Mycoplasmosis in your pet rat
Who can resist the adorable face of a cute little pet rat? Having rats as pets is becoming more and more popular nowadays. So we decided to share some information on a common ailment found in pet rats.
Dr Orsilla van der Veen, one of our very kind veterinarians, has a special interest in most exotic pets. When speaking to her about treating pet rats, she mentioned that the sick pet rats that she sees at the Clinic usually either have cancer or a Mycoplasma infection. We want to warn all new pet rat owners about the signs and symptoms of Mycoplasma infection.
Mycoplasma pulmonis bacteria are present in the upper respiratory and reproductive tract in many healthy rats. These rats then act as carriers of the organism, spreading the bacteria during close contact (mating / nursing their young) or as aerosols through the air. They can also contract the bacteria during the birthing process. Usually symptoms will stay hidden until periods of stress. The main symptoms that are seen are those of respiratory distress.
Examples of stressful events in a rat’s life:
- Death of cage mate
- Dirty cages
- Inadequate nutrition etc…
What are the symptoms of Mycoplasmosis?
- Nasal + ocular discharge. This discharge can often seem bloody. This is due to a pigment called porphyrin.
- Respiratory distress- characterised by laboured breathing which can lead to death
- Poor appetite
- Weight loss
Take any rats that are sneezing for a check-up at the vet. The sooner the treatment starts, the better the prognosis. In general you never really completely get rid of the infection, but you can keep it under control and keep the animal comfortable. Stressful situations can cause flair ups of symptoms and will need to be treated as soon as they appear.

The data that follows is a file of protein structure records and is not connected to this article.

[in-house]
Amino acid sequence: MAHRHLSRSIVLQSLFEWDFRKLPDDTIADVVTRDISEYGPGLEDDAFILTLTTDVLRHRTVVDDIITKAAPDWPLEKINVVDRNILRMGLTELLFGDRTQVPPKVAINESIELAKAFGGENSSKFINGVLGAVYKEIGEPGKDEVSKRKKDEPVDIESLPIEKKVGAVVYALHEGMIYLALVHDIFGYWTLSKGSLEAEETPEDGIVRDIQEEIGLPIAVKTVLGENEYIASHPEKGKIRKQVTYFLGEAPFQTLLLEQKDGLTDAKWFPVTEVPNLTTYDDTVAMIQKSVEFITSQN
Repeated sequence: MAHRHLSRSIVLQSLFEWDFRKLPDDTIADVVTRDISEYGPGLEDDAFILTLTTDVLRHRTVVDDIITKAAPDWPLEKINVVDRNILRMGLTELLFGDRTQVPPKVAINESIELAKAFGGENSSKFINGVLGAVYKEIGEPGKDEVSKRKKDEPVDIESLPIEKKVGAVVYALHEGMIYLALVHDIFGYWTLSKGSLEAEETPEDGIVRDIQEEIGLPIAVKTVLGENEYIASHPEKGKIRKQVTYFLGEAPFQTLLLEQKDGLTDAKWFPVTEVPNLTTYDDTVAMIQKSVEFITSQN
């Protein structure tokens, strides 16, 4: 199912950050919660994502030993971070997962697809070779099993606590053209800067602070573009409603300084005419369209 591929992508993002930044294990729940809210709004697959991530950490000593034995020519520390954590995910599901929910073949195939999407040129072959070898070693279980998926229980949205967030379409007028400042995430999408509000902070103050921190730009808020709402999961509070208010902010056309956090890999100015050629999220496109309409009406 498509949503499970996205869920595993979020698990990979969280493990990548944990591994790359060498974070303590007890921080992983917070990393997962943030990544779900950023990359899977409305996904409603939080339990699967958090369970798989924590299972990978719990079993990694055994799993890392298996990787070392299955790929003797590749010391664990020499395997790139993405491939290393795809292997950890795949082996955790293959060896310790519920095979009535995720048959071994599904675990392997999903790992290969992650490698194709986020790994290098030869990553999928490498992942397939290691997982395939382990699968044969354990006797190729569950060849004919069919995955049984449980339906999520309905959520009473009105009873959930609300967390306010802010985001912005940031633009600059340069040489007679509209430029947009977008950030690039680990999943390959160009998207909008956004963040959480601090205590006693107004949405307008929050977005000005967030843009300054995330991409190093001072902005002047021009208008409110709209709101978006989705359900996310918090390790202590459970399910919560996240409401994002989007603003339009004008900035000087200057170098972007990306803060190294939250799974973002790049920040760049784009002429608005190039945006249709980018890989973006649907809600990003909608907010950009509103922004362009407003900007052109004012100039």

Here are a few helpful hints to try and prevent Mycoplasmosis:
The mainstay of prevention is to adopt good husbandry practice in order to eliminate the stressors that precipitate the disease such as:
* Avoid only having a single pet rat. They are less stressed, more social and generally healthier when they are in small groups of the same-sex.
* Feed a good quality rat pellet e.g. Burgess or Versele-Laga. You can also supplement with home cooked meals
* Do not use aromatic bedding like pine shavings or scented litter. Bedding should never by overly dusty.
* All new additions to the family should be in quarantine for at least 2 weeks.
* Prevent overcrowding
Although we are do not have a specialized exotic veterinarian at our Clinic, Dr Orsilla van der Veen has a special interest in bunnies, rats and certain exotic pets. Feel free to phone for assistance or advice prior to making an appointment
This March we offer 20 % on the following Exotic pet procedures:
- Bunny & Rat castrations
- Avian DNA sexing
- Grooming: beak, wing and nail clips
NB! Booking with Dr Orsilla is essential